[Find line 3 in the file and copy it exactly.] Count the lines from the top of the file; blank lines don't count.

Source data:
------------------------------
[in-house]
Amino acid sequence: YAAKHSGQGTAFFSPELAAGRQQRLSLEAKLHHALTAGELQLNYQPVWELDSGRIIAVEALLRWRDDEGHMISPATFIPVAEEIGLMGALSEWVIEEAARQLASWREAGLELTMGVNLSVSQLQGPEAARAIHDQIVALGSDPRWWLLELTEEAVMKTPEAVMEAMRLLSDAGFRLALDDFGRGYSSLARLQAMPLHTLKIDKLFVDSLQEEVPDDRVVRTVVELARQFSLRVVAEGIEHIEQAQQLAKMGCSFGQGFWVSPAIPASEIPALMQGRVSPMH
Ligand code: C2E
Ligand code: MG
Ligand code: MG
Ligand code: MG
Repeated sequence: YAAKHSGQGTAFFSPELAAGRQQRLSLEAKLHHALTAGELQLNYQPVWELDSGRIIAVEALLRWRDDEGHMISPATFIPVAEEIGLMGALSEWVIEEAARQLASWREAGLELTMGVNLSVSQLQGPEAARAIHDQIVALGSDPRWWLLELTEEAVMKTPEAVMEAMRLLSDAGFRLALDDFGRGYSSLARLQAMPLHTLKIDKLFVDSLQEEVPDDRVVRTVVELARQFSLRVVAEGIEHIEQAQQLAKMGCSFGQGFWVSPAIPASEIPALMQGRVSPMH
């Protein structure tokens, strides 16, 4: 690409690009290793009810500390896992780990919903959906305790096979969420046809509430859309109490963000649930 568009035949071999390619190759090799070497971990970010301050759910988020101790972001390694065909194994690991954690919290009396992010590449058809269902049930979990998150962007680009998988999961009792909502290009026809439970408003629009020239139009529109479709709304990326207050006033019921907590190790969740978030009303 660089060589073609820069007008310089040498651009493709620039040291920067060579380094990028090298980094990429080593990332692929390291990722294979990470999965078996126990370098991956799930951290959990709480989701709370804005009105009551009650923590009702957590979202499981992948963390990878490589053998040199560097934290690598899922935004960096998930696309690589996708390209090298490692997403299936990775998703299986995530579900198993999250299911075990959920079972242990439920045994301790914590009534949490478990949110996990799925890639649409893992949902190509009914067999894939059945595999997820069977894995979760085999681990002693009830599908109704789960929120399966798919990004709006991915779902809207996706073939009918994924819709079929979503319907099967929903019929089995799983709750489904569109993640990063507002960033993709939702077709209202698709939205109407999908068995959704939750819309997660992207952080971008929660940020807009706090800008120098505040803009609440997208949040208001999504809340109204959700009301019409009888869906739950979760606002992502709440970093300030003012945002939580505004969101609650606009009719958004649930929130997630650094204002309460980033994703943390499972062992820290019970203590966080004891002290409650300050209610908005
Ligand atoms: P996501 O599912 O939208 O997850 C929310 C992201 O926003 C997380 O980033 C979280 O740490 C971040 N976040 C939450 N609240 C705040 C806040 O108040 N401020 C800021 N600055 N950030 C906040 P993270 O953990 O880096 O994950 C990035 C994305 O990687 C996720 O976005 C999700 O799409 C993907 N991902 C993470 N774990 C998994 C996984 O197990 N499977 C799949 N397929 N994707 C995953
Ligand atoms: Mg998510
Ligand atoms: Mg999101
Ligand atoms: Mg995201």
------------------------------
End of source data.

Ligand code: C2E